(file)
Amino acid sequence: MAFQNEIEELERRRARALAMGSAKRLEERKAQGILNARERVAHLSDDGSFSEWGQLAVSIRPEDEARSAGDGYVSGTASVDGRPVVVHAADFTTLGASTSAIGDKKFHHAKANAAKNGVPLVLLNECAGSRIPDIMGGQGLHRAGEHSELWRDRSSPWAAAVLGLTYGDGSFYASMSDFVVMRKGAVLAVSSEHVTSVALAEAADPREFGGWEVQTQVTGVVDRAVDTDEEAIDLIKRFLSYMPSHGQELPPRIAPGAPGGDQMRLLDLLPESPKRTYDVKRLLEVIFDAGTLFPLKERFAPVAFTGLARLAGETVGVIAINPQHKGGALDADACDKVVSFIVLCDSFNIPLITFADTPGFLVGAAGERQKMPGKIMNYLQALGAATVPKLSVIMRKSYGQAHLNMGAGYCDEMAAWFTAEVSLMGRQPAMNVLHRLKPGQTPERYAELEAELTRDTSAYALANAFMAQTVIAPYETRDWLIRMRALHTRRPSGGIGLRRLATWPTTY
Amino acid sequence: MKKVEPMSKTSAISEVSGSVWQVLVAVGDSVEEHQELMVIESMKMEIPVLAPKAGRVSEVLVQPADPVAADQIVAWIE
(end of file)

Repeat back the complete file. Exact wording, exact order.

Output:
Amino acid sequence: MAFQNEIEELERRRARALAMGSAKRLEERKAQGILNARERVAHLSDDGSFSEWGQLAVSIRPEDEARSAGDGYVSGTASVDGRPVVVHAADFTTLGASTSAIGDKKFHHAKANAAKNGVPLVLLNECAGSRIPDIMGGQGLHRAGEHSELWRDRSSPWAAAVLGLTYGDGSFYASMSDFVVMRKGAVLAVSSEHVTSVALAEAADPREFGGWEVQTQVTGVVDRAVDTDEEAIDLIKRFLSYMPSHGQELPPRIAPGAPGGDQMRLLDLLPESPKRTYDVKRLLEVIFDAGTLFPLKERFAPVAFTGLARLAGETVGVIAINPQHKGGALDADACDKVVSFIVLCDSFNIPLITFADTPGFLVGAAGERQKMPGKIMNYLQALGAATVPKLSVIMRKSYGQAHLNMGAGYCDEMAAWFTAEVSLMGRQPAMNVLHRLKPGQTPERYAELEAELTRDTSAYALANAFMAQTVIAPYETRDWLIRMRALHTRRPSGGIGLRRLATWPTTY
Amino acid sequence: MKKVEPMSKTSAISEVSGSVWQVLVAVGDSVEEHQELMVIESMKMEIPVLAPKAGRVSEVLVQPADPVAADQIVAWIE